Updated: May 10, 2020
Computer and internet play the most conspicuous roles in all aspects of human life. Computer-related technologies have a strong impact on the world. This has attracted many students and professionals to the field of information technology. There are thousands of web sites and web hosting opportunities available which are ever-growing. Many information technologies, from the earliest computers to email and the Internet, have been developed for scientific applications. Biology is at the core of informational science, based on the information embedded in the genetic code. IT is essential to store, manage, and decipher the mass of information produced in work in these areas. IT plays the following roles in biology: IT-aided instruments, such as gene sequencers, DNA microarrays, and microscopes, etc.; Large shared, Internet-connected databases; Data analysis methods, used in assembling and searching gene sequences; Imaging and visualization, such as MRI; Modelling and simulation are used to model protein folding and to help understand complex biological systems such as cells, tissues, organisms, and populations. In a sense, biology has become driven by the information contained in the genetic code, and information technology is critical in generating and managing this information. The growth in the importance of information technology is exemplified by the growth of several new interdisciplinary subfields of biology. One is “bioinformatics,” defined as the application of computers, databases, and computational methods to the management and analysis of biologic information. The human genome project and genome sequencing projects in other organisms, together with new technologies that analyse gene expression patterns, have created vast amounts of data. Bioinformatics has become essential for almost every aspect of data management in modern biology. Another subfield is “computational biology,” which uses mathematical and computational approaches, such as mathematical modelling and computational simulation techniques, to address theoretical and experimental questions in biology.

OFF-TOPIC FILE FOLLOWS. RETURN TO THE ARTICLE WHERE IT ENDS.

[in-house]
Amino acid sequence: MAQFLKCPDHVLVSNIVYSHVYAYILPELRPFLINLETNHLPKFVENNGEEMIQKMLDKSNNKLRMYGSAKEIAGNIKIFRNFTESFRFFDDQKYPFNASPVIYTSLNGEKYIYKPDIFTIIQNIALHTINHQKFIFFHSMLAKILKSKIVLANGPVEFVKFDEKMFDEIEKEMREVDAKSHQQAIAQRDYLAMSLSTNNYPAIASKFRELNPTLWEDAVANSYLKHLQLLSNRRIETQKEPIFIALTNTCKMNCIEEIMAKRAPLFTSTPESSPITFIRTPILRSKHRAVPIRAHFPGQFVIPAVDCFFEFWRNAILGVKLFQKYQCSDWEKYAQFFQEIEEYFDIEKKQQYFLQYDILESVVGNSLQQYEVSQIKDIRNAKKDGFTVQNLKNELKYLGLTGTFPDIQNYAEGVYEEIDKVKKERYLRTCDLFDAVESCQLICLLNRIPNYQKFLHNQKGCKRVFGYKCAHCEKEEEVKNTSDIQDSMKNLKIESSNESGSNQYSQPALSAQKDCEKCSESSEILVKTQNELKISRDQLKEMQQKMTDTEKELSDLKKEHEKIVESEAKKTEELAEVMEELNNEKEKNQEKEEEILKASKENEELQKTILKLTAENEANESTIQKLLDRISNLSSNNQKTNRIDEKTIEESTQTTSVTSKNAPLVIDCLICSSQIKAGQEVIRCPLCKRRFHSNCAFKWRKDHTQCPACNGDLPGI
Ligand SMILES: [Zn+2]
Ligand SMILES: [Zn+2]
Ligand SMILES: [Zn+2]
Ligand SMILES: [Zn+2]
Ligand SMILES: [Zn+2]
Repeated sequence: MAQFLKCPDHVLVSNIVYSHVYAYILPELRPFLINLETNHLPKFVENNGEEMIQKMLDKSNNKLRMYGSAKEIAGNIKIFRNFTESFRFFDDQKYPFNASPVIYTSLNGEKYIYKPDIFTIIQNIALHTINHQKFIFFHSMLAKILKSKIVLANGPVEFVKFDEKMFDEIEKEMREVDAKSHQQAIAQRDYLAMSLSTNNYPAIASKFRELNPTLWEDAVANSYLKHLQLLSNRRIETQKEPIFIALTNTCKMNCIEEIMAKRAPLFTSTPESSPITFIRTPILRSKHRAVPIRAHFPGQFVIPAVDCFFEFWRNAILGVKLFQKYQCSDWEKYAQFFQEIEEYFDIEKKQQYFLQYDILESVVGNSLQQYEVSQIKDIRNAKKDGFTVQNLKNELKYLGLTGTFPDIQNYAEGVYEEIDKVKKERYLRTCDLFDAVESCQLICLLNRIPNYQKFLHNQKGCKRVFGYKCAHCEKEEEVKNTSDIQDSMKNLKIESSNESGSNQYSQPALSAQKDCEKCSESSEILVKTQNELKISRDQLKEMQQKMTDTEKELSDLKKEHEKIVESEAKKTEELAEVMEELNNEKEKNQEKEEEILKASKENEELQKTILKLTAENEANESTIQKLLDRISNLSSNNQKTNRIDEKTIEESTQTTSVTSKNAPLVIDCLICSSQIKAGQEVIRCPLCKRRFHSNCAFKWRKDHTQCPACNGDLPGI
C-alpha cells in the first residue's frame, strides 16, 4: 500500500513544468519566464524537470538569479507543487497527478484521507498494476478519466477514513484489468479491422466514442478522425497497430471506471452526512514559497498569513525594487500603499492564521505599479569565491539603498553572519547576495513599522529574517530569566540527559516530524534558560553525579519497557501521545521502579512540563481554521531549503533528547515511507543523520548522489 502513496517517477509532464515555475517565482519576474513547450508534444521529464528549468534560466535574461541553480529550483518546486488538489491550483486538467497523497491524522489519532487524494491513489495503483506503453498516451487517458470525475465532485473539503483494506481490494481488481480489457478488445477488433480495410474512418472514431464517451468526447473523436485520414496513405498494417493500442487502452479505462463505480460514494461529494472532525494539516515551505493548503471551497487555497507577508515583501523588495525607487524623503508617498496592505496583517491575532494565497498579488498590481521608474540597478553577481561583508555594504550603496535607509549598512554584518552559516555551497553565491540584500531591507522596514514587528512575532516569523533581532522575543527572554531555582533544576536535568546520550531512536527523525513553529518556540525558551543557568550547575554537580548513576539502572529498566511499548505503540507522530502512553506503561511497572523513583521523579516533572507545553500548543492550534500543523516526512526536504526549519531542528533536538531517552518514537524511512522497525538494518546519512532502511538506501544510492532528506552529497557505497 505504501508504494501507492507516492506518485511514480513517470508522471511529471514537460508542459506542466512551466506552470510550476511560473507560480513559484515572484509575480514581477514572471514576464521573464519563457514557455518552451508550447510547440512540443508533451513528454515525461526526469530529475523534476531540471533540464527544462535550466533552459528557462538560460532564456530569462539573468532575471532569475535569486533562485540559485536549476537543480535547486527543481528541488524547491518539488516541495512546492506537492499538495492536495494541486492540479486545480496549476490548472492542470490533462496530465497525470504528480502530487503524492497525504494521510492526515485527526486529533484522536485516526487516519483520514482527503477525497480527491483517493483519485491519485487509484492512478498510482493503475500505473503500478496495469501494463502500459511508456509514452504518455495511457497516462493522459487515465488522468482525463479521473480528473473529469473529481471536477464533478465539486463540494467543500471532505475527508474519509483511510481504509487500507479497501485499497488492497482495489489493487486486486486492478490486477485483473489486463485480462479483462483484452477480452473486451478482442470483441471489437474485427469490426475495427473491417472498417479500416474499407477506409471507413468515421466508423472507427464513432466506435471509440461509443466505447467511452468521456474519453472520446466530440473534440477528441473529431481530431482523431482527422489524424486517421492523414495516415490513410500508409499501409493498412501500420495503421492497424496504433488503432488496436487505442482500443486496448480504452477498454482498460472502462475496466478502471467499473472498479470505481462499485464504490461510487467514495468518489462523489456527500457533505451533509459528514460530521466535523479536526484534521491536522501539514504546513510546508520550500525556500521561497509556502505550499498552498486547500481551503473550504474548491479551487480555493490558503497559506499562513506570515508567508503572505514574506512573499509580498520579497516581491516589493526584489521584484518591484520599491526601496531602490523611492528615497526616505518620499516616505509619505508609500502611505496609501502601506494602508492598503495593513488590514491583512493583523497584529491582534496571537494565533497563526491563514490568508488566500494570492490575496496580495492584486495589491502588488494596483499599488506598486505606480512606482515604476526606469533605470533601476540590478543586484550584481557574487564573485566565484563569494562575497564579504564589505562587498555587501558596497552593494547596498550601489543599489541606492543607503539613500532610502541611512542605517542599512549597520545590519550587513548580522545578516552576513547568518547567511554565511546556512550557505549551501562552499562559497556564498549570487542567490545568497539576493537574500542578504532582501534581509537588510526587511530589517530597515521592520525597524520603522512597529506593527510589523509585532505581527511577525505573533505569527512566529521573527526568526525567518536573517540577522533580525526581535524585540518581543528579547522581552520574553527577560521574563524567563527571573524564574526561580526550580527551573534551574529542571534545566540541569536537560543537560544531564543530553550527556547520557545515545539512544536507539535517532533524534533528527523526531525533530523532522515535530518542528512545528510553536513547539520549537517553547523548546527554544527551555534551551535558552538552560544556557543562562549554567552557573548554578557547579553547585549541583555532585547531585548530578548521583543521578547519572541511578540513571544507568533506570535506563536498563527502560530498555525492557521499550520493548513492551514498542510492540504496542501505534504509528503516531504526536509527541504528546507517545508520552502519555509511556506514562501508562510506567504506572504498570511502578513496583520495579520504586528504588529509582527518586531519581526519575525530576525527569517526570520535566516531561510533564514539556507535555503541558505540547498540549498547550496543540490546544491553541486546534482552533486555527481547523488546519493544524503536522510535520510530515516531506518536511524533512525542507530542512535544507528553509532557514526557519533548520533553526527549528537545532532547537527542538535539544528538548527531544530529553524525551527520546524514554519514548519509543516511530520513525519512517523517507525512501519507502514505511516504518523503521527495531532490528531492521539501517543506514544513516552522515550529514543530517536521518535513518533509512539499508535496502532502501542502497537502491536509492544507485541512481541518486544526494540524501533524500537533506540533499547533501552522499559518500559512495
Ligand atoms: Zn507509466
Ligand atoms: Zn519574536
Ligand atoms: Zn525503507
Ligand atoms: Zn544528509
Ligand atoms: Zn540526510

---------------------------------------------------------------------------------------------------------------------------Information warfare (IW) is one of the new concepts receiving a great deal of attention. There is no doubt IW is a concept the modern military officer should be familiar with, for advancements in computer technology have significant potential to dramatically change the face of military command and control. Governments spend an untold amount of money establishing agencies to gather and maintain information on potential threats to their security. Computer hackers have been tried, convicted and sent to prison because they conspired to provide access to proprietary information. The absence of critical information can spell the difference between success or failure in the modern political or military arena. Information warfare is an orchestrated effort to achieve victory by subverting or neutralizing an enemy command and control (C2) system while protecting the use of C2 systems to coordinate the actions of friendly forces. A successful IW campaign seizes initiative from an enemy commander; the IW campaign allows allied forces to operate at a much higher tempo than an enemy can react to. Most modern political and military C2 systems are based on high-speed communications and computers. It follows that this information infrastructure, also known as an "infosphere", will be the arena in which information warfare is waged. Any system or person who participates in the C2 process will be a potential target in an IW campaign. An IW campaign will focus against the enemy infosphere. It will be necessary to isolate, identify and analyse each element of an enemy infosphere in order to determine portions which can affect the OODA loop's size (OODA stands for the steps in a commander's decision making cycle – Observe, Orient, Decide and Act). Once these areas of the enemy infosphere are identified, an attack against critical nodes would deny access to information, destroy the information, or render it useless to the adversary forces. Even more damaging, information warriors could alter data in a network, causing the adversary to use false information in his decision-making process and follow a game plan of the friendly commander's design. The software for this consists of programs designed to collect information on, inhibit, alter, deny the use of, or destroy the enemy infosphere. This software would be the primary soldier in pure information warfare. One example of a software asset is called a KNOWBOT. This could serve as a virtual software spy. Other examples of software warfighting assets have exotic, computer hacker names: "demons", "sniffers", "viruses", "Trojan horses", "worms" or "logic bombs".